Researchers from the Guangdong Institute of Eco-environmental and Soil Sciences in China have found a way to generate electricity from waste, by modifying traditional power-generating microbial fuel cells to function with much cheaper and more sustainable natural materials.
Using loofahs, natural products extracted from the fruit of loofah plants, and carbon nanoparticles enriched with nitrogen, the team was able to achieve what many have been trying to- provide a method that solves both pressing problems of our society, the energy generation and over-production of waste.
Microbial fuel cells (MFCs) are well known for their ability to generate power using bacteria, which convert waste into electricity. These cells have huge potential at first glance, but they are also associated with quite a number of problems, which have prevented them from being the new best and revolutionary energy generating technology. To start with, they are expensive and quite difficult to make, but even if these limitations are overcome, MFCs usually have very small pores in their electrodes, preventing waste eating bacteria from spreading freely.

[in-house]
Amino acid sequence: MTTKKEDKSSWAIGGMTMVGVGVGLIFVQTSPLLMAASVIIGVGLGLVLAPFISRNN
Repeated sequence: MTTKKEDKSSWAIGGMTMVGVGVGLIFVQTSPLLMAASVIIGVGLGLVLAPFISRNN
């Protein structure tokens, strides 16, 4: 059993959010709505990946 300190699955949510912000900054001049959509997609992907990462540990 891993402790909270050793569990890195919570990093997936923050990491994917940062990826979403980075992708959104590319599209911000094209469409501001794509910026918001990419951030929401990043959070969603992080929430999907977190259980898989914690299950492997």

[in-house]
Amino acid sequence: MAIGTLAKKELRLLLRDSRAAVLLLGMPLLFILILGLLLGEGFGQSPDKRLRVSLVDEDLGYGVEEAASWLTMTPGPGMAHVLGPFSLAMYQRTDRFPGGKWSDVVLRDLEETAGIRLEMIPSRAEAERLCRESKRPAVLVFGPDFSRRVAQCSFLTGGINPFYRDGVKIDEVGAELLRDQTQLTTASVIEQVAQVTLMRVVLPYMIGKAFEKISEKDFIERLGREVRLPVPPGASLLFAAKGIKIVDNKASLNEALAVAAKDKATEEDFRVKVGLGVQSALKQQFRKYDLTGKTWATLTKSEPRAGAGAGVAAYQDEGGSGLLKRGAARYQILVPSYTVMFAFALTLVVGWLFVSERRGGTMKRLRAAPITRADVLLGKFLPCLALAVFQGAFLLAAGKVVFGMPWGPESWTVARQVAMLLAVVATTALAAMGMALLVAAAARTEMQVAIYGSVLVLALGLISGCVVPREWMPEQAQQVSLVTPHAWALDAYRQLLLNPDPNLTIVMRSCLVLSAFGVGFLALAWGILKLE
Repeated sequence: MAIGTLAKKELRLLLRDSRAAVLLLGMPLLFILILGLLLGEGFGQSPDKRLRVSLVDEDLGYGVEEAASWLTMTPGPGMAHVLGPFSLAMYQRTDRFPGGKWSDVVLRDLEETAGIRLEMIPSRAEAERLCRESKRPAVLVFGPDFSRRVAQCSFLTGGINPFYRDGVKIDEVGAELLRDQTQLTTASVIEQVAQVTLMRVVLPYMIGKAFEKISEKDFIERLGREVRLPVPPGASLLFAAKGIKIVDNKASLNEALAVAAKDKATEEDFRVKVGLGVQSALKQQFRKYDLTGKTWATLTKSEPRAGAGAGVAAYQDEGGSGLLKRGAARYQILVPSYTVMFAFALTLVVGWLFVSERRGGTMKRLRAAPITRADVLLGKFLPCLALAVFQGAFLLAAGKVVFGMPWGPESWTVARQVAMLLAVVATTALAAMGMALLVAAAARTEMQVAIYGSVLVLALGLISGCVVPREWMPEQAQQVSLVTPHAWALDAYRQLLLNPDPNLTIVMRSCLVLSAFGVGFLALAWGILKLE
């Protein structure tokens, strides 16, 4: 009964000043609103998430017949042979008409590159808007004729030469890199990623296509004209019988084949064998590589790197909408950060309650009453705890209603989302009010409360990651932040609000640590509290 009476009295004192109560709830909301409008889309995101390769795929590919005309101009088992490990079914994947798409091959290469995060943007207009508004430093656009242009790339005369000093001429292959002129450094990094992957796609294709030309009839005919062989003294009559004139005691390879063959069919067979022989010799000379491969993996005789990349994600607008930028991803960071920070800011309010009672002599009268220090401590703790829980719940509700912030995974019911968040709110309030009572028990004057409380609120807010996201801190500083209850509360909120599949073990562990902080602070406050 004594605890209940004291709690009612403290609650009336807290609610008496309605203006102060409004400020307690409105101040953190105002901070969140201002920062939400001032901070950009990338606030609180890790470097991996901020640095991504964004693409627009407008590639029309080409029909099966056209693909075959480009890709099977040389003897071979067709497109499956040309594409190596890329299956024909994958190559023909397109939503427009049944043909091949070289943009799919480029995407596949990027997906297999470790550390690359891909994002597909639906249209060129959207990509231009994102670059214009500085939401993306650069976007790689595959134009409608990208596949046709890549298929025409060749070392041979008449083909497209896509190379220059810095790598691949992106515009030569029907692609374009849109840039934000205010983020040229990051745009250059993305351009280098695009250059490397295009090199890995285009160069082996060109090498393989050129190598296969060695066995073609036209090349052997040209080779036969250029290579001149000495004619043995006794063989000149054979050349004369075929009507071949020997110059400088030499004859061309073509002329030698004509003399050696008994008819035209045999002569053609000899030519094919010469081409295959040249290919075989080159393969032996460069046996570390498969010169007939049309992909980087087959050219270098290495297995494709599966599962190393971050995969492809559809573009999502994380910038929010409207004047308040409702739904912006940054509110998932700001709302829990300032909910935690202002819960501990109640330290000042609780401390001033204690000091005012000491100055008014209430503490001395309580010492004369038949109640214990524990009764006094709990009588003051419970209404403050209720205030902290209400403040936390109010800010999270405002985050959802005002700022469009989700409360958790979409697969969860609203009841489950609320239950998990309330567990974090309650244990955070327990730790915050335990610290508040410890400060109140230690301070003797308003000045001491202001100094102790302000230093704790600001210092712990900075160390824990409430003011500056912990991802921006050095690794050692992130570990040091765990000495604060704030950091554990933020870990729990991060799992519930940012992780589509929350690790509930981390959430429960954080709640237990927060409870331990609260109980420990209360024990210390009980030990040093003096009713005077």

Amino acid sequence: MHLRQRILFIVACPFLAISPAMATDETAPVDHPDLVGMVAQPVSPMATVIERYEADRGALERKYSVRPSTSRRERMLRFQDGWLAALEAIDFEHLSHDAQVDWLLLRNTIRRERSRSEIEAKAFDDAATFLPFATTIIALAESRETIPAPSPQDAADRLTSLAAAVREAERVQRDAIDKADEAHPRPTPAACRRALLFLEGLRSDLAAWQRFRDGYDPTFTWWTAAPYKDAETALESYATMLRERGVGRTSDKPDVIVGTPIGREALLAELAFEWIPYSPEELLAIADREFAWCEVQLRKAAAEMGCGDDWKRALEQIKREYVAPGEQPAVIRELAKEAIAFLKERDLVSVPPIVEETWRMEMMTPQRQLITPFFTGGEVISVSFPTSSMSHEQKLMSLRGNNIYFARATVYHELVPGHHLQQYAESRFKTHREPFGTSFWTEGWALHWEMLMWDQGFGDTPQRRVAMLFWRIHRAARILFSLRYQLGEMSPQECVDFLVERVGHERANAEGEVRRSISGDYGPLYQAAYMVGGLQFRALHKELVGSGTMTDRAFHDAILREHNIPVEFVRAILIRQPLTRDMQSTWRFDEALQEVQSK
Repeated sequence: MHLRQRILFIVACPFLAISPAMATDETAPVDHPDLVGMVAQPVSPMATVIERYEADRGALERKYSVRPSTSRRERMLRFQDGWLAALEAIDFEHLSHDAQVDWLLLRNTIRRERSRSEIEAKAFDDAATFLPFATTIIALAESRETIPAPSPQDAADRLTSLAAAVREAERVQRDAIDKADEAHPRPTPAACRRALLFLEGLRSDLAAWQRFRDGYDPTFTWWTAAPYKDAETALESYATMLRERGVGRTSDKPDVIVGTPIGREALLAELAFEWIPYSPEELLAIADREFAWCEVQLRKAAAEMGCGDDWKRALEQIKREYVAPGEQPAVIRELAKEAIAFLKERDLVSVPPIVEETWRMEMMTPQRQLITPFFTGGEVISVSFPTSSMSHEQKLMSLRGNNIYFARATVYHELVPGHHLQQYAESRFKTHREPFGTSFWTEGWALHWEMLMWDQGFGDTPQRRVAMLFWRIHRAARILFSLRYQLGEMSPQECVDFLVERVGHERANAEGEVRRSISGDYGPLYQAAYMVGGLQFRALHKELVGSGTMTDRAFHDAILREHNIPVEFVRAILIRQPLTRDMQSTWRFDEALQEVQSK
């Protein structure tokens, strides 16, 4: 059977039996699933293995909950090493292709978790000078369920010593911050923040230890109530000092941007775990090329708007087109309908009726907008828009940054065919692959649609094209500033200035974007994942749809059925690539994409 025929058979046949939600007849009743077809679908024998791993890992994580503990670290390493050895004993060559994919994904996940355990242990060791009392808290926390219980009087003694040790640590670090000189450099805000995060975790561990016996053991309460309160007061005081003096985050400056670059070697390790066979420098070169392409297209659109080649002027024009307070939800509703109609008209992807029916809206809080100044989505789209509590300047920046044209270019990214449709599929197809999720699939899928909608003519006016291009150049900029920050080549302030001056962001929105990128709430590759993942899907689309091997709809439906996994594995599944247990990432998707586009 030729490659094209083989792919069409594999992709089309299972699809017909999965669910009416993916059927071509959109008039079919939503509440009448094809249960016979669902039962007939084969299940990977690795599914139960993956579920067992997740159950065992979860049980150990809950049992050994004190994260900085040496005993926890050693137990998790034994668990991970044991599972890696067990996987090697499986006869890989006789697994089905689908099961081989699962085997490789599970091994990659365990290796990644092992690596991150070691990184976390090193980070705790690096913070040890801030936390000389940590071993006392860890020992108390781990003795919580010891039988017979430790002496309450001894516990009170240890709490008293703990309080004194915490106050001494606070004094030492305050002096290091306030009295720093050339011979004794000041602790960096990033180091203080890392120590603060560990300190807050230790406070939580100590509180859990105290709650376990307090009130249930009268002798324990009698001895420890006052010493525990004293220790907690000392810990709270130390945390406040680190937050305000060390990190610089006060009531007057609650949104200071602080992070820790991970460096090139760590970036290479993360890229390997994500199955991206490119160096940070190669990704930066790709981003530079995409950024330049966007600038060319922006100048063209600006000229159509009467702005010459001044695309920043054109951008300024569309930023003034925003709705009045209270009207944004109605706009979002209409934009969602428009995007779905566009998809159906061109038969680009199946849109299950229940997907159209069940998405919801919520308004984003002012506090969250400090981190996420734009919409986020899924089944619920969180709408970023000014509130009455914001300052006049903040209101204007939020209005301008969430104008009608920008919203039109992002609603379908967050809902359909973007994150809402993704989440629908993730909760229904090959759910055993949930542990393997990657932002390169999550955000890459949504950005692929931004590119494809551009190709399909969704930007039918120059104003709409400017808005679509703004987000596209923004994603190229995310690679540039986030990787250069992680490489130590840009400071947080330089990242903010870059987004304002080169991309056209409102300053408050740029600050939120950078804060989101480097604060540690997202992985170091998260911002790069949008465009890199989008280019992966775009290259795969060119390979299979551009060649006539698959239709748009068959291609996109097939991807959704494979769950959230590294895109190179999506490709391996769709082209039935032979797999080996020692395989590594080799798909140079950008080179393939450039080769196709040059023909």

The team led by Shungui Zhou however, was determined to find a way to bring down the cost and make this technology efficient. This is why they decided to turn to nature and explore the loofah plant product. Those who know a bit about loofahs would associate them with bathroom products that leave us with amazingly smooth and perfectly exfoliated skin. Loofahs are known for their large pores, which allow perfect skin treatment, and are inexpensive and readily available.
These properties attracted the scientists. They decided to place bacteria inside loofahs, which were previously filled with nitrogen-rich carbon nanoparticles. The results published in the latest issue of the journal Environmental Science and Technology, revealed that the new MFCs performed much better than the traditional ones, opening up numerous possibilities for further research in producing cheap anodes from sustainable materials, while utilizing the unwanted waste.
Image (c) Environmental Science and Technology